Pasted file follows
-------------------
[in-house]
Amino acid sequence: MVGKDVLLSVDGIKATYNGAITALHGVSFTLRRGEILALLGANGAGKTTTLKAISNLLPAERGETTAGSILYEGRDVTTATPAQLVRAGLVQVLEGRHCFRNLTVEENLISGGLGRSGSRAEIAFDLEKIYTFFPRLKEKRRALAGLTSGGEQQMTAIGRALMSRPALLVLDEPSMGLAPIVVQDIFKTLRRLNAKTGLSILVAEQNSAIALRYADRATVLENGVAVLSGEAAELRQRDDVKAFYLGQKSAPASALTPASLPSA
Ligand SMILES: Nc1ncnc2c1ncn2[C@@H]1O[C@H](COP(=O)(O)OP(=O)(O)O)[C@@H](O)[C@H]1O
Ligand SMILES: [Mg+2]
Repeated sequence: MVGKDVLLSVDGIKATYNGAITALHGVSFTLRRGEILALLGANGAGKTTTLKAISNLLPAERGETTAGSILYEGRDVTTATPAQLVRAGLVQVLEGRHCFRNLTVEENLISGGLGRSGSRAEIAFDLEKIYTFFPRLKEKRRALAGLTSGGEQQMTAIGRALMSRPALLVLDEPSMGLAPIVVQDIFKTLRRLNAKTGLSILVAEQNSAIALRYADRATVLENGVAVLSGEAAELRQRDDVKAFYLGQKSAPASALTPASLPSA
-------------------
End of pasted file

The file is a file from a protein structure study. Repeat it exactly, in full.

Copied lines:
[in-house]
Amino acid sequence: MVGKDVLLSVDGIKATYNGAITALHGVSFTLRRGEILALLGANGAGKTTTLKAISNLLPAERGETTAGSILYEGRDVTTATPAQLVRAGLVQVLEGRHCFRNLTVEENLISGGLGRSGSRAEIAFDLEKIYTFFPRLKEKRRALAGLTSGGEQQMTAIGRALMSRPALLVLDEPSMGLAPIVVQDIFKTLRRLNAKTGLSILVAEQNSAIALRYADRATVLENGVAVLSGEAAELRQRDDVKAFYLGQKSAPASALTPASLPSA
Ligand SMILES: Nc1ncnc2c1ncn2[C@@H]1O[C@H](COP(=O)(O)OP(=O)(O)O)[C@@H](O)[C@H]1O
Ligand SMILES: [Mg+2]
Repeated sequence: MVGKDVLLSVDGIKATYNGAITALHGVSFTLRRGEILALLGANGAGKTTTLKAISNLLPAERGETTAGSILYEGRDVTTATPAQLVRAGLVQVLEGRHCFRNLTVEENLISGGLGRSGSRAEIAFDLEKIYTFFPRLKEKRRALAGLTSGGEQQMTAIGRALMSRPALLVLDEPSMGLAPIVVQDIFKTLRRLNAKTGLSILVAEQNSAIALRYADRATVLENGVAVLSGEAAELRQRDDVKAFYLGQKSAPASALTPASLPSA